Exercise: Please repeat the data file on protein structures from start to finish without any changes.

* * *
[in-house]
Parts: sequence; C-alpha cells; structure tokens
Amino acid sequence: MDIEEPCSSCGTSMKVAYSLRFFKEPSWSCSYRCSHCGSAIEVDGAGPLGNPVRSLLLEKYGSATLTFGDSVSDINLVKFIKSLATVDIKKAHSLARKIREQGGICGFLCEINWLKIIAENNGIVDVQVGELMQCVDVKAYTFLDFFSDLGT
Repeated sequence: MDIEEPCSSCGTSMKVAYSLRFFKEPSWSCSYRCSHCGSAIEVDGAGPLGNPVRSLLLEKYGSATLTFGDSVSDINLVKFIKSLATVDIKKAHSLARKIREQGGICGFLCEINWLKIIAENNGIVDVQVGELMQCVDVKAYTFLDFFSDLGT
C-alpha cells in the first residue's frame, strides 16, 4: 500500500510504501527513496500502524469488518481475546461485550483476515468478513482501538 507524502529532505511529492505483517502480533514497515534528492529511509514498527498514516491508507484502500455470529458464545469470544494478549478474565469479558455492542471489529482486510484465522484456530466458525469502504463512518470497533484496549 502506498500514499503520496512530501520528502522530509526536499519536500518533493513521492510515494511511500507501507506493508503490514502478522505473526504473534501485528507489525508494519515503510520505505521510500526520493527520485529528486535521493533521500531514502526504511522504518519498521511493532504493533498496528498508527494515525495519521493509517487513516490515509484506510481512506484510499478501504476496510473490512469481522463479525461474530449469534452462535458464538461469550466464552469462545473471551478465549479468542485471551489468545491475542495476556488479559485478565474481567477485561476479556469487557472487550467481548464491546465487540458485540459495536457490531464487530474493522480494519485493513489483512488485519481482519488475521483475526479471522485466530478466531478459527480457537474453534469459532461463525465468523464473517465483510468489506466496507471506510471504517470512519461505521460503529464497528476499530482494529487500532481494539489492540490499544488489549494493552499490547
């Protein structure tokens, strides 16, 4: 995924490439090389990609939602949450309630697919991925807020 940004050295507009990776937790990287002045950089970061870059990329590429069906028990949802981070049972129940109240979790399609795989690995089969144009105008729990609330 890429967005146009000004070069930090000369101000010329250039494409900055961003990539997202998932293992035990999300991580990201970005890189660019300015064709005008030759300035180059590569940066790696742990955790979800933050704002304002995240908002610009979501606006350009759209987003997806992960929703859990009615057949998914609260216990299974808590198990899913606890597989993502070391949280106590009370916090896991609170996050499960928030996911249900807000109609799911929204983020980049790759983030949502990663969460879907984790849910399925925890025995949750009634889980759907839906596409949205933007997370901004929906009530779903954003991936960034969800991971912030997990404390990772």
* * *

[in-house]
Parts: sequence; C-alpha cells; structure tokens
Amino acid sequence: MDIEEPCSSCGTSMKVAYSLRFFKEPSWSCSYRCSHCGSAIEVDGAGPLGNPVRSLLLEKYGSATLTFGDSVSDINLVKFIKSLATVDIKKAHSLARKIREQGGICGFLCEINWLKIIAENNGIVDVQVGELMQCVDVKAYTFLDFFSDLGT
Repeated sequence: MDIEEPCSSCGTSMKVAYSLRFFKEPSWSCSYRCSHCGSAIEVDGAGPLGNPVRSLLLEKYGSATLTFGDSVSDINLVKFIKSLATVDIKKAHSLARKIREQGGICGFLCEINWLKIIAENNGIVDVQVGELMQCVDVKAYTFLDFFSDLGT
C-alpha cells in the first residue's frame, strides 16, 4: 500500500510504501527513496500502524469488518481475546461485550483476515468478513482501538 507524502529532505511529492505483517502480533514497515534528492529511509514498527498514516491508507484502500455470529458464545469470544494478549478474565469479558455492542471489529482486510484465522484456530466458525469502504463512518470497533484496549 502506498500514499503520496512530501520528502522530509526536499519536500518533493513521492510515494511511500507501507506493508503490514502478522505473526504473534501485528507489525508494519515503510520505505521510500526520493527520485529528486535521493533521500531514502526504511522504518519498521511493532504493533498496528498508527494515525495519521493509517487513516490515509484506510481512506484510499478501504476496510473490512469481522463479525461474530449469534452462535458464538461469550466464552469462545473471551478465549479468542485471551489468545491475542495476556488479559485478565474481567477485561476479556469487557472487550467481548464491546465487540458485540459495536457490531464487530474493522480494519485493513489483512488485519481482519488475521483475526479471522485466530478466531478459527480457537474453534469459532461463525465468523464473517465483510468489506466496507471506510471504517470512519461505521460503529464497528476499530482494529487500532481494539489492540490499544488489549494493552499490547
């Protein structure tokens, strides 16, 4: 995924490439090389990609939602949450309630697919991925807020 940004050295507009990776937790990287002045950089970061870059990329590429069906028990949802981070049972129940109240979790399609795989690995089969144009105008729990609330 890429967005146009000004070069930090000369101000010329250039494409900055961003990539997202998932293992035990999300991580990201970005890189660019300015064709005008030759300035180059590569940066790696742990955790979800933050704002304002995240908002610009979501606006350009759209987003997806992960929703859990009615057949998914609260216990299974808590198990899913606890597989993502070391949280106590009370916090896991609170996050499960928030996911249900807000109609799911929204983020980049790759983030949502990663969460879907984790849910399925925890025995949750009634889980759907839906596409949205933007997370901004929906009530779903954003991936960034969800991971912030997990404390990772």